Staying active is important for all of us, but especially anyone trying to lower their blood pressure or generally improve their heart health. However, new research claims we can achieve the same benefits of 30 minute cardio workouts from a simple five minute breathing exercise.
A study from the University of Colorado, Boulder, observed how a technique known as inspiratory muscle strength training (IMST) affected 36 individuals between the ages of 50 and 79 who all had higher than normal blood pressure. IMST was developed in the 1980s to strengthen the diaphragm and other breathing muscles in patients with respiratory diseases. It involves using a device that creates different levels of resistance as you inhale. The study authors explain, “Imagine sucking hard through a tube that sucks back.”
Researchers split participants into two groups: One that used an ISMT device on a high resistance setting every day for a series of 30 inhalations (which takes roughly 5 minutes) over six weeks, and one that used a dummy device for the same amount of time but with very minimal resistance.
Those in the higher resistance group saw a nine point dip in their systolic blood pressure. The study authors claim this “generally exceeds that achieved by walking 30 minutes a day five days a week.” Even better, participants maintained the drop in their BP numbers over the next six weeks despite not continuing IMST.
They also showed signs of other cardiovascular health improvements, including a 45 percent increase in artery function, plus increased levels of nitric oxide and decreased levels of inflammation and oxidative stress. Brain function and physical fitness seemed to get a boost, too.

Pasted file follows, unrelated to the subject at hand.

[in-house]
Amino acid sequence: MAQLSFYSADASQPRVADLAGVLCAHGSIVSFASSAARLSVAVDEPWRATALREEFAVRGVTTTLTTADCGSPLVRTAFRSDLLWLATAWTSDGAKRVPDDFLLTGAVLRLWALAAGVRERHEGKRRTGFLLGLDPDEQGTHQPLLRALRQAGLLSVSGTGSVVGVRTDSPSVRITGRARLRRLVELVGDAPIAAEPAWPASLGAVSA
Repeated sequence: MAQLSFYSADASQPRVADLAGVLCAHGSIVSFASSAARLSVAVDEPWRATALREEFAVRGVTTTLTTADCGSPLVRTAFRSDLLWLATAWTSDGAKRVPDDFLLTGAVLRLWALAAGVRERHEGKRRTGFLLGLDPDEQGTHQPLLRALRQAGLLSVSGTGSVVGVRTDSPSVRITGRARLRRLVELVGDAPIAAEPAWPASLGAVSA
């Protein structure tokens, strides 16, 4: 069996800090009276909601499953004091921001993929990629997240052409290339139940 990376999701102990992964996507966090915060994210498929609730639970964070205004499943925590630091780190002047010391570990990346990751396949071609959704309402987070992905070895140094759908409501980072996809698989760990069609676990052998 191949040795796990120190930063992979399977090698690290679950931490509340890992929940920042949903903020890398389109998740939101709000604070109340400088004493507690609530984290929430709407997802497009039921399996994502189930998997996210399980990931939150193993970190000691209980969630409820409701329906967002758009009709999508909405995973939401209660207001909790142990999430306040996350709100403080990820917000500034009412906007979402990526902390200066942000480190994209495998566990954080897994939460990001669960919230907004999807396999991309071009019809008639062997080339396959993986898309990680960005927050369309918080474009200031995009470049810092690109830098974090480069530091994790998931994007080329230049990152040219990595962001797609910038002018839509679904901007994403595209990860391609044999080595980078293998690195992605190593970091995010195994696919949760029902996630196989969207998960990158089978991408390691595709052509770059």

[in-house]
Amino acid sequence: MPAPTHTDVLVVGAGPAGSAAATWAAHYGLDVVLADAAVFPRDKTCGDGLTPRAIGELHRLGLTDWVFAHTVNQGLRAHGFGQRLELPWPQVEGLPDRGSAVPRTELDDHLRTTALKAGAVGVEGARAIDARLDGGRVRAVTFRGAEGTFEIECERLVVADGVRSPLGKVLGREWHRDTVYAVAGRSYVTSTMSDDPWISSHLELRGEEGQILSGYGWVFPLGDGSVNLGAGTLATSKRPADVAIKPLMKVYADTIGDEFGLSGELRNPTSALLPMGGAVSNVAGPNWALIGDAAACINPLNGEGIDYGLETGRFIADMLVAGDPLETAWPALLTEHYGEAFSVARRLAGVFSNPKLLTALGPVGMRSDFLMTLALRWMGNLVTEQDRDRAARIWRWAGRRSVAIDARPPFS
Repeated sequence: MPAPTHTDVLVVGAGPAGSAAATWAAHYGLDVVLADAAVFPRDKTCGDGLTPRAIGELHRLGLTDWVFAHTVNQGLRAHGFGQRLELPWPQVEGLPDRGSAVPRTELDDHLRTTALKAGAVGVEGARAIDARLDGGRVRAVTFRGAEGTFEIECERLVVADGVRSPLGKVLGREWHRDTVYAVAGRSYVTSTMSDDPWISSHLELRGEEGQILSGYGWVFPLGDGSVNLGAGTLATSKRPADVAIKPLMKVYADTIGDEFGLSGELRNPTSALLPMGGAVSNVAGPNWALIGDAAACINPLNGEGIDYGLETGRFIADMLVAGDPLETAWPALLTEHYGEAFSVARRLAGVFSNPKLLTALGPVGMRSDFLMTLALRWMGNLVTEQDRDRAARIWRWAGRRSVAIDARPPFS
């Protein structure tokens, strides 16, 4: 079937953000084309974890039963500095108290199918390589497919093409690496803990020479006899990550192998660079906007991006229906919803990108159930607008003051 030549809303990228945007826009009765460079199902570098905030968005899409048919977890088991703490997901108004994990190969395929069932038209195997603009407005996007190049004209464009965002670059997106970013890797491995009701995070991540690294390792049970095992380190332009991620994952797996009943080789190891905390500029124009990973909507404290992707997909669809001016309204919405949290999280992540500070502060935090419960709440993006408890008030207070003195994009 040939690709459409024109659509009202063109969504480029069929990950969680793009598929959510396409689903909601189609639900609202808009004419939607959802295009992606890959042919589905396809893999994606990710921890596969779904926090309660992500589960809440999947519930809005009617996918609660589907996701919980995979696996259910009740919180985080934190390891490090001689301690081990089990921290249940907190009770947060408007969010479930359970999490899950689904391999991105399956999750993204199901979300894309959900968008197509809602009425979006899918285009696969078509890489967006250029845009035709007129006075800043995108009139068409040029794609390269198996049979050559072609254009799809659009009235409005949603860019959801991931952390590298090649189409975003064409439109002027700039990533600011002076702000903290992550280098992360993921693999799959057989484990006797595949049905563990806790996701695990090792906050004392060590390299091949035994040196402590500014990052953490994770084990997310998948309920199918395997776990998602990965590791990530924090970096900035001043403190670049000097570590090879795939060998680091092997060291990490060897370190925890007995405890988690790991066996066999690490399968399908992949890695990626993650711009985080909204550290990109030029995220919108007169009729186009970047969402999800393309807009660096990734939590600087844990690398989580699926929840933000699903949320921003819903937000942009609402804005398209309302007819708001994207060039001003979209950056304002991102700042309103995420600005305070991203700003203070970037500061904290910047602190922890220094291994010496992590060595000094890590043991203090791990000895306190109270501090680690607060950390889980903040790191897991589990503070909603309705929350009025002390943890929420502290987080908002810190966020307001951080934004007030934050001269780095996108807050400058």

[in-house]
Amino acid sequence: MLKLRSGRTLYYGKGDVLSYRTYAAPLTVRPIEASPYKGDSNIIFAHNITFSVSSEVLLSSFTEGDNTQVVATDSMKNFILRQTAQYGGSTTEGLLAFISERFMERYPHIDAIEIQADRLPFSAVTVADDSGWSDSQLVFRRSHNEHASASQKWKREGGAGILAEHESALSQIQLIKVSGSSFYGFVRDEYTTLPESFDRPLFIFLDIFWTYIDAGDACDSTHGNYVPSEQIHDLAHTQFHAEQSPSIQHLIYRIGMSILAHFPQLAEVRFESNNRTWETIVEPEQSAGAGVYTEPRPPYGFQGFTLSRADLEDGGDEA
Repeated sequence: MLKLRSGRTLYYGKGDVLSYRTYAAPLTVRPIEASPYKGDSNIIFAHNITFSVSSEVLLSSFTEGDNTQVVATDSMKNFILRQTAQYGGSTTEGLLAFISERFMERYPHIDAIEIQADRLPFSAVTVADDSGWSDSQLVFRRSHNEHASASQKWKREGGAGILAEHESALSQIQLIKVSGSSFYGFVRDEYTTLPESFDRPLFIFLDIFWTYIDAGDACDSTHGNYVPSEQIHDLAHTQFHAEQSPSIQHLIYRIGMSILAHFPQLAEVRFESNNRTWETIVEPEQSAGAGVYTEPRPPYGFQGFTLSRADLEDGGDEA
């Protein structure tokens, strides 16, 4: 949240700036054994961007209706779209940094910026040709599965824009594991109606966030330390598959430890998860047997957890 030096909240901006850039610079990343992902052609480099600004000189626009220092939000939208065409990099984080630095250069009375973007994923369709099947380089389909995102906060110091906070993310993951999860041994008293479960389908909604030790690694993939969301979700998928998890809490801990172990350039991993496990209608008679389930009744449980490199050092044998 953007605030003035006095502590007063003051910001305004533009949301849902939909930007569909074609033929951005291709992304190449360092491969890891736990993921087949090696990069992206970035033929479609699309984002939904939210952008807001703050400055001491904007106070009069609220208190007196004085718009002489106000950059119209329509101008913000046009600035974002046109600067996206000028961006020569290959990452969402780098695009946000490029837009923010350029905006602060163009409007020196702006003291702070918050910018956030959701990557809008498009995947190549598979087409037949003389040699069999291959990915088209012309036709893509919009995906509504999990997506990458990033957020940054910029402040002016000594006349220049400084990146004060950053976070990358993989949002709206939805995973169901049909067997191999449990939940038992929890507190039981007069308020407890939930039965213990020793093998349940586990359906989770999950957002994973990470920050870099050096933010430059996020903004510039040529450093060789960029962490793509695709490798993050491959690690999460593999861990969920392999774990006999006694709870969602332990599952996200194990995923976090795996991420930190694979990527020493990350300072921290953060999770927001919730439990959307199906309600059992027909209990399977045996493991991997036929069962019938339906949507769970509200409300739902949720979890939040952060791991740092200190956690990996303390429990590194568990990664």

“We found not only is it more time-efficient than traditional exercise programs, the benefits may be longer lasting,” lead author Daniel Craighead said. “There are a lot of lifestyle strategies we know can help people maintain cardiovascular health as they age. But the reality is, they take a lot of time and effort and can be expensive and hard for some people to access. IMST can be done in five minutes in your own home while you watch TV.”
Senior study author Doug Seals noted these results are particularly promising for postmenopausal women. Previous research from his lab found that women who’ve gone through the change but don’t take estrogen supplements also don’t get as many of the heart health benefits from aerobic exercise compared to men of the same age. However, that wasn’t the case with IMST, which showed the same level of improvement for postmenopausal women as any other participant.
More studies need to be done, but the study authors are hopeful. They’re also already at work on a smartphone app that people will be able to use with commercially available devices, like The Breather (Buy on Amazon, $56.95), with the specific intention of improving heart health.
Researchers emphasize that this isn’t meant to replace regular aerobic and cardio workouts entirely. It’s just another healthy option, especially for those who lack access to things like walking trails, gyms, or are physically restricted from certain types of movement. And hey, giving our heart a boost with just five minutes each day is an undeniable win for everyone!
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